He asked her whither she was going. The poor child, who did not know that it was dangerous to stay and hear a Wolf talk, said to him:
"I am going to see my grand-mamma, and carry her a girdle-cake, and a little pot of butter, from my mamma."
This little girl, doted upon by her parents and grandparents and known to everyone in the village hasn’t been told about STRANGER DANGER? I find it hard to believe, but this is a fairy story, so we’ll let that one slip.
The wolf asked her… the wolf can talk? Think about it. Even back in those days, if you claimed a wolf had spoken to you, you’d be thought of as nuts. I’m thinking this wolf may have been something else altogether… let’s move on.
OK, but she doesn’t know it’s unusual and weird. They obviously didn’t have animals in the village where she lived… or could they talk?
“I’m off to Granny’s to take her some home-baked bread and some butter. She’s been ill and I’ve not seen her for a while.”
"Does she live far off?" said the Wolf.
"Oh! ay," answered Little Red Riding-Hood, "it is beyond that mill you see there, at the first house in the village."
"Well," said the Wolf, "and I'll go and see her too: I'll go this way, and you go that, and we shall see who will be there soonest."
You see? This is why you teach your kids NOT to talk to strangers! They get your life’s story out of you without you realizing and then, before you know it, they’ve stolen your identity, taken out a line of credit in your name, run up debt and destroyed your credit rating.
Not to mention that wolf fella is now on his way to your vulnerable old granny’s so he can con her out of her life-savings and rob her blind – or worse!
The Wolf began to run as fast as he could, taking the nearest way; and the little girl went by that farthest about, diverting herself in gathering nuts, running after butterflies, and making nosegays of such little flowers as she met with. The Wolf was not long before he got to the old woman's house: he knocked at the door, tap, tap.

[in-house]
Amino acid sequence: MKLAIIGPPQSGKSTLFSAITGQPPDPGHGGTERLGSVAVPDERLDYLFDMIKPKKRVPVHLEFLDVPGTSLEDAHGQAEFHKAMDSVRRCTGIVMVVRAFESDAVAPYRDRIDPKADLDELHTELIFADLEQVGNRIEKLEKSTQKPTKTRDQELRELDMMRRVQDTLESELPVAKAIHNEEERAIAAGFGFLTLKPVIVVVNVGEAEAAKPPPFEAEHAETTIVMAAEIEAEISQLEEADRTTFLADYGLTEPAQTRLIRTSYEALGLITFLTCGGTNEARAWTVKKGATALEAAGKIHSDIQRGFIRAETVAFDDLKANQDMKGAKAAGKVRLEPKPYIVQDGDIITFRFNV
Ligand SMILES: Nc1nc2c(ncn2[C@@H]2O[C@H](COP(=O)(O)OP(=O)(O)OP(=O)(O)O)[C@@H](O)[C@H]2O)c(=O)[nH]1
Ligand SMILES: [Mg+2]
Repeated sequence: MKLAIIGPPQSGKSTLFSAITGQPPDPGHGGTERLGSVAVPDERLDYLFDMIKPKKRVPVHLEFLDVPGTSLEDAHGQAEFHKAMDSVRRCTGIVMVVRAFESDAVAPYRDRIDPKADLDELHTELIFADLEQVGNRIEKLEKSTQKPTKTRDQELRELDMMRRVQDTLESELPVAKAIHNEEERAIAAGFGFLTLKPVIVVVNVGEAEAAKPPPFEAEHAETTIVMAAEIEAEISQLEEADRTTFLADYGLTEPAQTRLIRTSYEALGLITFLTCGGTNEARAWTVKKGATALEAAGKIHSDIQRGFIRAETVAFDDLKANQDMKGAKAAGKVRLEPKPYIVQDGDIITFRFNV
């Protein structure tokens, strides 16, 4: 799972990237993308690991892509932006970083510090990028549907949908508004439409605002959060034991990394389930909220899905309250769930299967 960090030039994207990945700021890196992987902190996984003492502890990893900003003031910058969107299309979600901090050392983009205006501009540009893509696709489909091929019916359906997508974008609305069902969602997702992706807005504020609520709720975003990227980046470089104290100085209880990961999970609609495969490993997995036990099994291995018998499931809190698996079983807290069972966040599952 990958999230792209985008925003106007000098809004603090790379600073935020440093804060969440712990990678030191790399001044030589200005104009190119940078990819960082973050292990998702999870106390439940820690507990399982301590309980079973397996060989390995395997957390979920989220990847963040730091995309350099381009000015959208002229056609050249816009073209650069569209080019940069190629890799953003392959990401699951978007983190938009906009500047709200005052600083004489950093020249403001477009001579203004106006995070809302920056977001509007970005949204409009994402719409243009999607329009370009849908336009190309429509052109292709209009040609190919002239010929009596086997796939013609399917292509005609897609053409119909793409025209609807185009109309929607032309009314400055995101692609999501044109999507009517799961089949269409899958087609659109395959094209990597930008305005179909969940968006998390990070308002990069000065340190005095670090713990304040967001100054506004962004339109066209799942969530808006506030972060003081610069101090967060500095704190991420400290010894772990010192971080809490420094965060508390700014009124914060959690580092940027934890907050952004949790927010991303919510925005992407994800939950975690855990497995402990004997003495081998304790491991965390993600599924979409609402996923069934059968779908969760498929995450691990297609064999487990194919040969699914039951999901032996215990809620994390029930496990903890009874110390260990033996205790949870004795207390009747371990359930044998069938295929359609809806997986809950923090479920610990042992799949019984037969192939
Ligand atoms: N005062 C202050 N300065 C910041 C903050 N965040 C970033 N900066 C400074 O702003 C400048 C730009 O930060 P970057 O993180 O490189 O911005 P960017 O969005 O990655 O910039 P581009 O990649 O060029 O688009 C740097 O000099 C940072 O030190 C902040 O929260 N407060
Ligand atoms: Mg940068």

Sneaky wolf. The wolf ran, even though he was taking the shortest way and he’d tricked Little Red into taking the longer way around. Plus, she’s a child of the forest, she likes foraging for nuts, picking flowers, chasing butterflies. It’s a wonder she didn’t get lost.
The wolf arrived at Granny’s and knocked on the door.
"Your grand-child, Little Red Riding-Hood," replied the Wolf, counterfeiting her voice, "who has brought you a girdle-cake, and a little pot of butter, sent you by mamma."
Right. We have a serious plot hole here. The wolf never asked Little Red what her name was. Go on, check, I’ll wait.
Checked? He didn’t, did he?
So, at best, we can assume he said something along the lines of, “Let me in, Granny.”
That would work, wouldn’t it.
The good grand-mother, who was in bed, because she found herself somewhat ill, cry'd out:
"Pull the peg, and the bolt will fall."
It looks like no one had any common sense. STRANGER DANGER! Keep the chain on the door when you answer it. Ask for identification and don’t let anyone in that you’re not sure about. If Granny had made it to the door, she’d never have let him in.
The Wolf pull'd the peg, and the door opened, and then presently he fell upon the good woman, and ate her up in a moment; for it was above three days that he had not touched a bit. He then shut the door, and went into the grand-mother's bed, expecting Little Red Riding-Hood, who came some time afterwards, and knock'd at the door, tap, tap.
Instead, she was fooled by the wolf and in he came.
The poor woman didn’t stand a chance. The wolf, ravenous from not eating for three days, attacked her and devoured her. Then he waited because of course, there’s not much good eating on an old woman, all skin and bone, leathery skin at that. He quite fancied some tender, juicy meat.
The wolf set the house to rights and closed the door, preparing for his victim to happen along. He went to the grandmother’s bed and waited.